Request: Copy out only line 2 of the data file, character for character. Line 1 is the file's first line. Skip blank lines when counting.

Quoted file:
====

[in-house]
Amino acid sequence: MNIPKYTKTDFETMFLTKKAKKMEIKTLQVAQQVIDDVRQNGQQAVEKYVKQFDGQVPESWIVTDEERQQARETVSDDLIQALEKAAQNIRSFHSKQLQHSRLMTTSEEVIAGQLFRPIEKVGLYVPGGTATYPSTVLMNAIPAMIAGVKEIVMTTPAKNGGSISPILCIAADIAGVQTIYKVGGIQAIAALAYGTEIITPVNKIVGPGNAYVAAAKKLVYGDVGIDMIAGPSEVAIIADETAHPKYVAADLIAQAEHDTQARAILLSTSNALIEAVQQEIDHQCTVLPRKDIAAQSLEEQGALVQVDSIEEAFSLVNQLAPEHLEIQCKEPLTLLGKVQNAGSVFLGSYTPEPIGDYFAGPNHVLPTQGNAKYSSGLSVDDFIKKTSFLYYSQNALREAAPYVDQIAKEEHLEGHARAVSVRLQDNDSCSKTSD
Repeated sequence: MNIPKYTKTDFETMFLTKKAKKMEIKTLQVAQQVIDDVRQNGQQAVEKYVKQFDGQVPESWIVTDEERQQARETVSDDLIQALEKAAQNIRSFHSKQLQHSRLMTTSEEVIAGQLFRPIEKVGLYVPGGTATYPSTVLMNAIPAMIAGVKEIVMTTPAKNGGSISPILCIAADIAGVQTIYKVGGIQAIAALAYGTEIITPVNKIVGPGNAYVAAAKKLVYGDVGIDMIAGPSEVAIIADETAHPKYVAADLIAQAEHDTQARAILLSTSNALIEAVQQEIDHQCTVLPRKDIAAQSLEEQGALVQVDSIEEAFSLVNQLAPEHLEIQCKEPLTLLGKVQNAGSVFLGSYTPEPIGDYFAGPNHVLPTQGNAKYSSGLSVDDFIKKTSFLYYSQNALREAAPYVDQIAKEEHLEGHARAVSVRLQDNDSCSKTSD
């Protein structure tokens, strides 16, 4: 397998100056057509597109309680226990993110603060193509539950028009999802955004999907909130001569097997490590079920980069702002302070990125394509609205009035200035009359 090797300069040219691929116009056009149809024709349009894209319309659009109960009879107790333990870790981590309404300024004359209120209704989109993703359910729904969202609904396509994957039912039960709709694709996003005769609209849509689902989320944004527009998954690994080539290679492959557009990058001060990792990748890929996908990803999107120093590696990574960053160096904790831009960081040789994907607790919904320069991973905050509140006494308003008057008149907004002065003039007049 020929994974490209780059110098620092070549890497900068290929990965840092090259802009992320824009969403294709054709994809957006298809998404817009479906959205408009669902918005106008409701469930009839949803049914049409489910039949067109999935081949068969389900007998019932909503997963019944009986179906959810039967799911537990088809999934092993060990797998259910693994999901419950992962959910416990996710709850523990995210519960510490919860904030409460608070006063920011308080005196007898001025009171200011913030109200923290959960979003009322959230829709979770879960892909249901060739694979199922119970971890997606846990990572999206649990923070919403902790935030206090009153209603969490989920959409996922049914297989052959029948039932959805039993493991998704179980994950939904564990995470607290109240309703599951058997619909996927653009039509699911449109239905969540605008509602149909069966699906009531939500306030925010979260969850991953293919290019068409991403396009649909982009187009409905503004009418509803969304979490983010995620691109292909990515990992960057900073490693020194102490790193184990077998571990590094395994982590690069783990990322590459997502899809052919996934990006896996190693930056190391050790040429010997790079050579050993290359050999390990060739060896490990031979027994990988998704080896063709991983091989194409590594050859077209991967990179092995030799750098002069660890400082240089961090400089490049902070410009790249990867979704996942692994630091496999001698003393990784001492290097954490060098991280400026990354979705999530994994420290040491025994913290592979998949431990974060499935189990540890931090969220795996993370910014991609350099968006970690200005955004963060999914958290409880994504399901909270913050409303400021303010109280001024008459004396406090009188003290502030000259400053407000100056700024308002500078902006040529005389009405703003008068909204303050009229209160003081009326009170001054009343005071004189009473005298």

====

Amino acid sequence: MNIPKYTKTDFETMFLTKKAKKMEIKTLQVAQQVIDDVRQNGQQAVEKYVKQFDGQVPESWIVTDEERQQARETVSDDLIQALEKAAQNIRSFHSKQLQHSRLMTTSEEVIAGQLFRPIEKVGLYVPGGTATYPSTVLMNAIPAMIAGVKEIVMTTPAKNGGSISPILCIAADIAGVQTIYKVGGIQAIAALAYGTEIITPVNKIVGPGNAYVAAAKKLVYGDVGIDMIAGPSEVAIIADETAHPKYVAADLIAQAEHDTQARAILLSTSNALIEAVQQEIDHQCTVLPRKDIAAQSLEEQGALVQVDSIEEAFSLVNQLAPEHLEIQCKEPLTLLGKVQNAGSVFLGSYTPEPIGDYFAGPNHVLPTQGNAKYSSGLSVDDFIKKTSFLYYSQNALREAAPYVDQIAKEEHLEGHARAVSVRLQDNDSCSKTSD